Young people at high risk for heart disease

Heart disease is no longer an ailment for the older generation.

Young people who may be the ‘picture of health’ could be hiding a deep dark secret inside their bodies according to a new study from the Heart and Stroke Foundation of Canada.

Atherosclerosis, a buildup of fat in the artery walls, which can lead to heart disease, stroke, or even death, is affecting more and more young people, and they don’t even know it. Dr. Eric Larose, an interventional cardiologist at the Institut universitaire de cardiologie et de pneumologie de Québec and an assistant professor at Université Laval, said the numbers from the study are “staggering.”

For some young people, if a change in lifestyle is not made now, it could result in heart problems in early adulthood.

One hundred and sixty-eight adults between the ages of 18 and 35 took part in the study, half male and half female, and with no known history of premature heart disease, diabetes, smoking, high blood cholesterol, or high blood pressure.

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While regular measurements were taken such as height, weight, etc., researchers also performed MRIs to measure body fat deposits, such as subcutaneous fat, (under the skin), and fat in and around the abdomen and chest. MRIs were also used to look at the atherosclerosis volume of the carotid arteries.

Although many people did not have what is called ‘traditional’ risk factors for atherosclerosis, more discrete signs such as greater waist circumference and visceral fat covering the internal organs in the chest and abdomen were found in a large number of participants.

“We know obesity is a bad thing,” said Larose “but we’re dropping the ball on a large proportion of young adults who don’t meet traditional measures of obesity such as weight and BMI.”

Even if someone has a normal weight and BMI for their size and age, if they have a greater amount of visceral fat they can be at greater risk for heart attacks and strokes later on.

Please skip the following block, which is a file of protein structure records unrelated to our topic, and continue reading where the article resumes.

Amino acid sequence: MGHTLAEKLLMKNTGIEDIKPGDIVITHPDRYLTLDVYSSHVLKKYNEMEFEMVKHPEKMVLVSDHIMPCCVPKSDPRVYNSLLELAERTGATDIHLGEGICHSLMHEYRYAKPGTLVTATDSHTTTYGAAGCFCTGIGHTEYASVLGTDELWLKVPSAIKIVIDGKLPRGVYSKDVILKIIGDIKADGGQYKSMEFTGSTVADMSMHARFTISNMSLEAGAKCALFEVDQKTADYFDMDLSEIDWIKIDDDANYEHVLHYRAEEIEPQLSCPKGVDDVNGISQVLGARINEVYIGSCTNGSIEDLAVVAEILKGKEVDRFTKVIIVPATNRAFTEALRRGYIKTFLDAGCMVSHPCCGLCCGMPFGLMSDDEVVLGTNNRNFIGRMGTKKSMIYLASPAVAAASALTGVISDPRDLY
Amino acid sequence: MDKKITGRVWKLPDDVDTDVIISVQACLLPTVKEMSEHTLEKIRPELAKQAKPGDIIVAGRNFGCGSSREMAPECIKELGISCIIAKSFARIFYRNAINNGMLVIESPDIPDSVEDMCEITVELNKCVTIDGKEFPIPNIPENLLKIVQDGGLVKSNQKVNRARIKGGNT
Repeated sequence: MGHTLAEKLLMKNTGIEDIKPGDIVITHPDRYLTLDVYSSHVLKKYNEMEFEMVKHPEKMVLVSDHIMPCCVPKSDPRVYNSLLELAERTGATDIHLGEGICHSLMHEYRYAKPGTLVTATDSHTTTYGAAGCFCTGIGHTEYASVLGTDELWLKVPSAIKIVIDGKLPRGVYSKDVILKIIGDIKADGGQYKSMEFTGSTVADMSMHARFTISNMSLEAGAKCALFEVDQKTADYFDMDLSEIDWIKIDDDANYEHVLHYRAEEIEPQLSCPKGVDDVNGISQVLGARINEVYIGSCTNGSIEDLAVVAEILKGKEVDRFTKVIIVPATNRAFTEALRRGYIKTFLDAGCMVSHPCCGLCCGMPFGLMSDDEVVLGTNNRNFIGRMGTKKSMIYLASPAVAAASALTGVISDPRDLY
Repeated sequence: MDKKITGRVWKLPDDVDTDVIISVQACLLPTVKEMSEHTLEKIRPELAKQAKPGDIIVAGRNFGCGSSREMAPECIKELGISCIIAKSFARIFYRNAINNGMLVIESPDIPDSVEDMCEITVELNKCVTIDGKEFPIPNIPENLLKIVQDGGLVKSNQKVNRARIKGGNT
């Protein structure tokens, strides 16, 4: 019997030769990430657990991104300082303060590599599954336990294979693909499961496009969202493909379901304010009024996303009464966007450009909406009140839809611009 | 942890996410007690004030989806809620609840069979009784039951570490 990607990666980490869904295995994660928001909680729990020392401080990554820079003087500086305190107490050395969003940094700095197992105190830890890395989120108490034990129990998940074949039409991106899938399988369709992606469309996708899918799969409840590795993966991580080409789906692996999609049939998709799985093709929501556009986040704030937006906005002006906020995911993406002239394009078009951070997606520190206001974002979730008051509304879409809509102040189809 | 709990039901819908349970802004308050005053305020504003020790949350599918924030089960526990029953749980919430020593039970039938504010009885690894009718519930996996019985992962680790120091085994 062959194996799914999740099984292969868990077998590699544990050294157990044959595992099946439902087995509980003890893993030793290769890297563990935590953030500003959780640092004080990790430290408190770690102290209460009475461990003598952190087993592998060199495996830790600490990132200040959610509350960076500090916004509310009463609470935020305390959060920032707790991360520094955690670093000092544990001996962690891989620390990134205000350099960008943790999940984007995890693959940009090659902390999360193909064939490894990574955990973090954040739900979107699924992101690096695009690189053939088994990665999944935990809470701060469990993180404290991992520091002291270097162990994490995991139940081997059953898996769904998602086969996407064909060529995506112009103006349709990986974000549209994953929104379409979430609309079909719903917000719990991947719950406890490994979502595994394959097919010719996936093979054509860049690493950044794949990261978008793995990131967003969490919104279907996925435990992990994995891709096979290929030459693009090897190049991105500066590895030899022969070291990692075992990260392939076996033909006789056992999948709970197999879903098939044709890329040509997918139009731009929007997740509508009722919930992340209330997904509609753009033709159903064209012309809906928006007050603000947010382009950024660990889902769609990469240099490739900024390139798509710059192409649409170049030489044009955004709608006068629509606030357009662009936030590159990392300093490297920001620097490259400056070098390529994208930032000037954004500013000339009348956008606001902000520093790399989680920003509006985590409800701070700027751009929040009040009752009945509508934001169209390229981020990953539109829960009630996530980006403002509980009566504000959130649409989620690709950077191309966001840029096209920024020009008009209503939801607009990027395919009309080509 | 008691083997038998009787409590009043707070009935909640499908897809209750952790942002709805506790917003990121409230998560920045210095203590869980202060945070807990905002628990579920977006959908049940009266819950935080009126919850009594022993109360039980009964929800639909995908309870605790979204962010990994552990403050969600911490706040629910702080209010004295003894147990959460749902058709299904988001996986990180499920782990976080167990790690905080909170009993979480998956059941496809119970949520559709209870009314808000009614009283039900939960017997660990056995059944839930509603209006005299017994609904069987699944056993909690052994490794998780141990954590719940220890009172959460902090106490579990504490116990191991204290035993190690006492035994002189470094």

“We were encouraged to find that in this young and apparently healthy population, an easy way to measure risk in the doctor’s office is through waist circumference,” said Larose.

The larger the waist, the more at risk.

In an earlier study from the United States, as many as 80 per cent of young Americans killed in war or in car accidents had premature and hidden atherosclerosis.

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Heart disease and stroke are leading causes of death in Canada, said Heart and Stroke Foundation spokesperson Dr. Beth Abramson. “Someone in this country dies from heart disease or stroke every seven minutes,” she said. “The good news is that heart disease and stroke are largely preventable by undertaking heart healthy behavior.”

“You can think of it as a ticking time bomb inside your body that might explode later in life,” she added. “There is a lot you can do to defuse the explosion.”

It is recommended that no matter what your age, follow a healthy diet, be physically active, maintain a healthy weight, don’t smoke, limit alcoholic beverages, reduce stress, and manage diabetes.

“My message to young adults is that you are not superhuman, you’re not immune to risk factors,” said Abramson. “It’s important to manage your risk factors at all ages. Lifestyle will eventual catch up with you. You are never too young to prevent heart disease.”